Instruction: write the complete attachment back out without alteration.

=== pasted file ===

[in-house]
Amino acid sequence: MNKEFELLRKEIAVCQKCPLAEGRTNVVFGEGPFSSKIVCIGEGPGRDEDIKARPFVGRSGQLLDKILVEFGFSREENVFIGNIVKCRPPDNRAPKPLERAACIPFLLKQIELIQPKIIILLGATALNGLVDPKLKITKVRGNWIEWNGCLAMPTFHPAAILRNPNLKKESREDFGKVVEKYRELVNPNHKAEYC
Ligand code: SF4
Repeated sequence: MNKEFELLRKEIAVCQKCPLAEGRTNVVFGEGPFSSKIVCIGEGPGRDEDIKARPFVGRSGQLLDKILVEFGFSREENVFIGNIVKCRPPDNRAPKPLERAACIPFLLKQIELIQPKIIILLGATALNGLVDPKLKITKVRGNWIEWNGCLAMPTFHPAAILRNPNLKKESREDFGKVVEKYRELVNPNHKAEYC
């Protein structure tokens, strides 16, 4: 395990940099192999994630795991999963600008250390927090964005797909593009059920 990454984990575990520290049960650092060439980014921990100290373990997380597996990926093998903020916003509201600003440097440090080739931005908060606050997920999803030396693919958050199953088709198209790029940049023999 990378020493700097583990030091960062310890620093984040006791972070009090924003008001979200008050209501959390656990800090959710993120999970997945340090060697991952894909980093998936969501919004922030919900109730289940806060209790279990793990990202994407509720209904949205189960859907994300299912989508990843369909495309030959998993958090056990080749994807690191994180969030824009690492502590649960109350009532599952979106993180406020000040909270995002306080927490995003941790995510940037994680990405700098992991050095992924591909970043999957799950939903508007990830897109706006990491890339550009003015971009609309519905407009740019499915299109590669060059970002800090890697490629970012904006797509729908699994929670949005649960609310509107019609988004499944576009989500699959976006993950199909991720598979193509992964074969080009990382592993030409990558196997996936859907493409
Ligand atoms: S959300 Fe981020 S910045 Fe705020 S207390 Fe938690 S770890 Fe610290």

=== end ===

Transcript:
[in-house]
Amino acid sequence: MNKEFELLRKEIAVCQKCPLAEGRTNVVFGEGPFSSKIVCIGEGPGRDEDIKARPFVGRSGQLLDKILVEFGFSREENVFIGNIVKCRPPDNRAPKPLERAACIPFLLKQIELIQPKIIILLGATALNGLVDPKLKITKVRGNWIEWNGCLAMPTFHPAAILRNPNLKKESREDFGKVVEKYRELVNPNHKAEYC
Ligand code: SF4
Repeated sequence: MNKEFELLRKEIAVCQKCPLAEGRTNVVFGEGPFSSKIVCIGEGPGRDEDIKARPFVGRSGQLLDKILVEFGFSREENVFIGNIVKCRPPDNRAPKPLERAACIPFLLKQIELIQPKIIILLGATALNGLVDPKLKITKVRGNWIEWNGCLAMPTFHPAAILRNPNLKKESREDFGKVVEKYRELVNPNHKAEYC
């Protein structure tokens, strides 16, 4: 395990940099192999994630795991999963600008250390927090964005797909593009059920 990454984990575990520290049960650092060439980014921990100290373990997380597996990926093998903020916003509201600003440097440090080739931005908060606050997920999803030396693919958050199953088709198209790029940049023999 990378020493700097583990030091960062310890620093984040006791972070009090924003008001979200008050209501959390656990800090959710993120999970997945340090060697991952894909980093998936969501919004922030919900109730289940806060209790279990793990990202994407509720209904949205189960859907994300299912989508990843369909495309030959998993958090056990080749994807690191994180969030824009690492502590649960109350009532599952979106993180406020000040909270995002306080927490995003941790995510940037994680990405700098992991050095992924591909970043999957799950939903508007990830897109706006990491890339550009003015971009609309519905407009740019499915299109590669060059970002800090890697490629970012904006797509729908699994929670949005649960609310509107019609988004499944576009989500699959976006993950199909991720598979193509992964074969080009990382592993030409990558196997996936859907493409
Ligand atoms: S959300 Fe981020 S910045 Fe705020 S207390 Fe938690 S770890 Fe610290």